Have a habit of texting while driving? It's a dangerous one. While there are no solid statistics on how often cell phones cause car accidents, a study from Virginia Tech Transportation Institute, which monitored drivers for more than a year using in-car cameras, showed that cell phones were the most common driver distraction. It also found that the risk of a crash or near crash was 23.2 times more likely when texting. Another study by the RAC Foundation found that reaction times slowed by 35 percent when subjects were writing or reading text messages. If you're looking to stop texting while driving - or you want to keep your teen from doing so, guess what, there's an app for that. In fact, there are several apps, such as DriveSafe.ly, dedicated to preventing this behavior. (You can also sign Oprah's No Phone Zone Pledge.)
Here's a quick look at some of the text-blocking apps available. Most use your phone's GPS chip to detect motion and thus block service while driving, and just about all of these apps work only with smartphones and require a monthly fee.
TXTBlocker works like parental control software in that you can set time and location restrictions for texting or other cell phone use. You can also create a safe list of numbers like 911 that can always be dialed.
Compatible with select BlackBerry, Android, LG and Samsung phones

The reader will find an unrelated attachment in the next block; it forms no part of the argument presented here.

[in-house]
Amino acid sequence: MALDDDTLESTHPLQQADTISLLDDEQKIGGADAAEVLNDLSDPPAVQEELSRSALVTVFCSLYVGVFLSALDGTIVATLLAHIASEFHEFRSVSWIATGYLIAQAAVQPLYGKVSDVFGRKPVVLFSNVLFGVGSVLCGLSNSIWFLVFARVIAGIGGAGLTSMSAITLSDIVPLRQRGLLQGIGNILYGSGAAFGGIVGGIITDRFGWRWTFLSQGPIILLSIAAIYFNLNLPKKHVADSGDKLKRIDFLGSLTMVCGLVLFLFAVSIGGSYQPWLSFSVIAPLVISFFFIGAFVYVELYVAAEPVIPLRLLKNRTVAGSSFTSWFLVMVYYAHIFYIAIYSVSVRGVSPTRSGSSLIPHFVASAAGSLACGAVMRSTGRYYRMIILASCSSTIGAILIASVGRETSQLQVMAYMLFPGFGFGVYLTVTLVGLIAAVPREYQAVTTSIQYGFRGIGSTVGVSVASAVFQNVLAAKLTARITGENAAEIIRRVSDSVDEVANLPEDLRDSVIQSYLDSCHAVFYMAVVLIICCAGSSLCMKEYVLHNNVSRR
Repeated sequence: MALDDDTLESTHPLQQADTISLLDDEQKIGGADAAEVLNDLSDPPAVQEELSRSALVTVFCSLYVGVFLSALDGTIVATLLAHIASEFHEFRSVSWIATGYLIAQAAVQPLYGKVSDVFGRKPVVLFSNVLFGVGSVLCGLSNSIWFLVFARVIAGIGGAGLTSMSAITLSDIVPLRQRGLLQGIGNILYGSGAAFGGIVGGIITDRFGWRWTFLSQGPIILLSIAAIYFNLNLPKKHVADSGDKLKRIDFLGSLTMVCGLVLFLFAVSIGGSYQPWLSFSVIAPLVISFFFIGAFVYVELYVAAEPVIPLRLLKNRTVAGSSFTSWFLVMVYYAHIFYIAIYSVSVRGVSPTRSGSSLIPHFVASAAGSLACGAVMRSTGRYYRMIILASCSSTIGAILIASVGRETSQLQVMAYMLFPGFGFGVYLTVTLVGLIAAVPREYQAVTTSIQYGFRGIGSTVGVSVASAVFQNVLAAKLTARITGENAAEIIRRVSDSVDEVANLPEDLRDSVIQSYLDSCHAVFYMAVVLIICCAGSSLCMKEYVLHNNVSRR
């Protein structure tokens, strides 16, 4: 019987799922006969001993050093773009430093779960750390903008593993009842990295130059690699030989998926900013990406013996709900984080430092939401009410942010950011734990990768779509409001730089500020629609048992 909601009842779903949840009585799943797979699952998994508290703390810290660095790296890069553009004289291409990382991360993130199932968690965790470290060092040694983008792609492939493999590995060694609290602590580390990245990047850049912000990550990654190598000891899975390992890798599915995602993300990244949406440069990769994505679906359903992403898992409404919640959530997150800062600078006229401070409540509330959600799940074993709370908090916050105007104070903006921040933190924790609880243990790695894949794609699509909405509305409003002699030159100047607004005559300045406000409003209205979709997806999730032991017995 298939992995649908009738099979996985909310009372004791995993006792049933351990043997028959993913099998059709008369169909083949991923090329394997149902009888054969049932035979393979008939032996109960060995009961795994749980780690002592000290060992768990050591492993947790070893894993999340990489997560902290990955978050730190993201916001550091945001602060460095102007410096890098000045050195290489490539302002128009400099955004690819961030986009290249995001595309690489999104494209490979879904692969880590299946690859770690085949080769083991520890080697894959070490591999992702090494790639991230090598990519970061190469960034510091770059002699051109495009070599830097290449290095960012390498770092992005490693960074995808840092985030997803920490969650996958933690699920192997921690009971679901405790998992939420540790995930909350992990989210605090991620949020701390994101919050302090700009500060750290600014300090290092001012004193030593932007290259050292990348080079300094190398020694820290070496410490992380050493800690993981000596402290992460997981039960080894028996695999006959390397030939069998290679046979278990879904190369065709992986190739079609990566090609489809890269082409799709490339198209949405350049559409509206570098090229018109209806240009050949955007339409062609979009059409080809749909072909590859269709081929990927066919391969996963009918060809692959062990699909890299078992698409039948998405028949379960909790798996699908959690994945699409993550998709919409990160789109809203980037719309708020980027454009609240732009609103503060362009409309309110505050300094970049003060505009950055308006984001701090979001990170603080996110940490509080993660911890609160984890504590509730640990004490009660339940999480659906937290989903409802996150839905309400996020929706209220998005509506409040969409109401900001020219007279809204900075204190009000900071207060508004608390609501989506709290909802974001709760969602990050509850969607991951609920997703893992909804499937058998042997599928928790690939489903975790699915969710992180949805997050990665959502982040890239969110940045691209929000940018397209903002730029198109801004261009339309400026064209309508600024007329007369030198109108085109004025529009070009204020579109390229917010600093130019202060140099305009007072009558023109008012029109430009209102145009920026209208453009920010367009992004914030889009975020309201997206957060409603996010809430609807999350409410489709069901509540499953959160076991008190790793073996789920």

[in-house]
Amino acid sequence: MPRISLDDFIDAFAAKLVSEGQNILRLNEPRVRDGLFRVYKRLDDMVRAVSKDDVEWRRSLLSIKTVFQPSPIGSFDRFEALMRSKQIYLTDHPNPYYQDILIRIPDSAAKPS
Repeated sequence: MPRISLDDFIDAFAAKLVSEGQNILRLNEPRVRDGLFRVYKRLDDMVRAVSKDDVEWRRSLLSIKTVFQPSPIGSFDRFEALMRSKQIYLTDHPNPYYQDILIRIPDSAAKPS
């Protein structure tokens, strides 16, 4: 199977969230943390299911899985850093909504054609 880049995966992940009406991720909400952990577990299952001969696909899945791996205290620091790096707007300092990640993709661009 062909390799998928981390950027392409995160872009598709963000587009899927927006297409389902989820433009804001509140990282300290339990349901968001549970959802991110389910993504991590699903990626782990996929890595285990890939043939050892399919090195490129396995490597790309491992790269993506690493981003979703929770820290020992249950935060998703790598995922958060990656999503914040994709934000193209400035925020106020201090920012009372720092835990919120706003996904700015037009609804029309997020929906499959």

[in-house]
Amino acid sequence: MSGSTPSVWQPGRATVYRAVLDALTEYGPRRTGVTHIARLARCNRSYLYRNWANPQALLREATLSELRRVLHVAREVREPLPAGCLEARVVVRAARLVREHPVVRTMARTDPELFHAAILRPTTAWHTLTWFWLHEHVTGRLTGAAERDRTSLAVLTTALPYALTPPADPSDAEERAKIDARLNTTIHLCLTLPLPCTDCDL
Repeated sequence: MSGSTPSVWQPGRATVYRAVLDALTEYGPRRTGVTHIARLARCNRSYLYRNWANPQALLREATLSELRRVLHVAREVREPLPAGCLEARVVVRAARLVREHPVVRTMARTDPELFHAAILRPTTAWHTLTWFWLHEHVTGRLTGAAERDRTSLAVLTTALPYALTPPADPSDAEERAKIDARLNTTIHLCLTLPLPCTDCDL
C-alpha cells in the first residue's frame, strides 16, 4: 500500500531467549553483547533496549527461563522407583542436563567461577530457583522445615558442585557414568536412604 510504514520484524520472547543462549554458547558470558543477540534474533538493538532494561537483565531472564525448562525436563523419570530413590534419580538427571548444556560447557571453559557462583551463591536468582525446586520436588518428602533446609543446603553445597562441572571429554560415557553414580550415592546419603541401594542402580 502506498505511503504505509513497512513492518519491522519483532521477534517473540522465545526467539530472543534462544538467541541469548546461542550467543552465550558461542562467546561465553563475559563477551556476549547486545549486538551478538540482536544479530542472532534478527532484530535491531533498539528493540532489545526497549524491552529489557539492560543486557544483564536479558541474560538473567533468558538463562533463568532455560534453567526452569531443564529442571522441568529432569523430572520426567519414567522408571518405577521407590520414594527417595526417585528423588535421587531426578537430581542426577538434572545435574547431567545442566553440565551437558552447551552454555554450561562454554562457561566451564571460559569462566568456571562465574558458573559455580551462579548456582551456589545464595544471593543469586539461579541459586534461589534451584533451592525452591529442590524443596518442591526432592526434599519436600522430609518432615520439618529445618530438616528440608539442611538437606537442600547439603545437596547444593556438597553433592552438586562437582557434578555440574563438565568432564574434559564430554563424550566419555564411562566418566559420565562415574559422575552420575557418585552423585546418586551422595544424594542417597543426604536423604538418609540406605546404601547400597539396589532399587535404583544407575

IZUP disables your phone (almost) completely. (David Pogue calls it a Nazi in his roundup of text-blocking apps.) All you can do when the car is in motion is dial 911 or any of three pre-approved numbers.
Almost as distracting as texting while driving:ZoomSafer
$2.99 a month or $25 one-time fee
Compatible with most BlackBerry smartphones and some Windows Mobile smartphones
ZoomSafer can be automatically or manually enabled to lock your cellphone when driving. When enabled, the service will sends auto-replies to unanswered calls, emails, and texts. You can set it up to notify family and even social networks when user starts and stops driving. If you upgrade to Voicemate ($3.99 a month or $40/year) you can have your text and email messages read aloud and use voice commands to respond.
DriveSafe.ly uses text-to-speech to read incoming messages and sends a customizable auto-reply letting the sender know that you're driving and can't respond. (BerryReview.com has a good review of DriveSafe.ly.)
Best bets for parents of teens, provided your teen has an Android smartphone:Textecution
$29.99 one-time fee
Compatible with Android smartphones
Textecution uses your phone's GPS to detect if you're moving faster than 10 mph, at which point it disables texting. If you're a passenger or riding a bus or train, you can ask for permission to text from the account administrator, who can text "allow" to override the software.
Best bets for parents of teens, provided your teen has an Android or BlackBerry smartphone:CellSafety
$9.99 per month
Compatible with BlackBerry and Android smartphones
CellSafety disables your cell phone while you're driving and can be set up to block text messaging while in certain "zones" such as school. Offers a wealth of additional parental controls and GPS tracking.
As you can tell, no single app is a complete solution. Compatibility issues aside, savvy teens will be able to find workarounds and some of these apps seem rather distracting themselves. The best solution is to reinforce the risks of driving while texting or talking on the phone - and to lead by example. It's also worth looking into the parental controls offered by your wireless carrier, which will offer more for your money.
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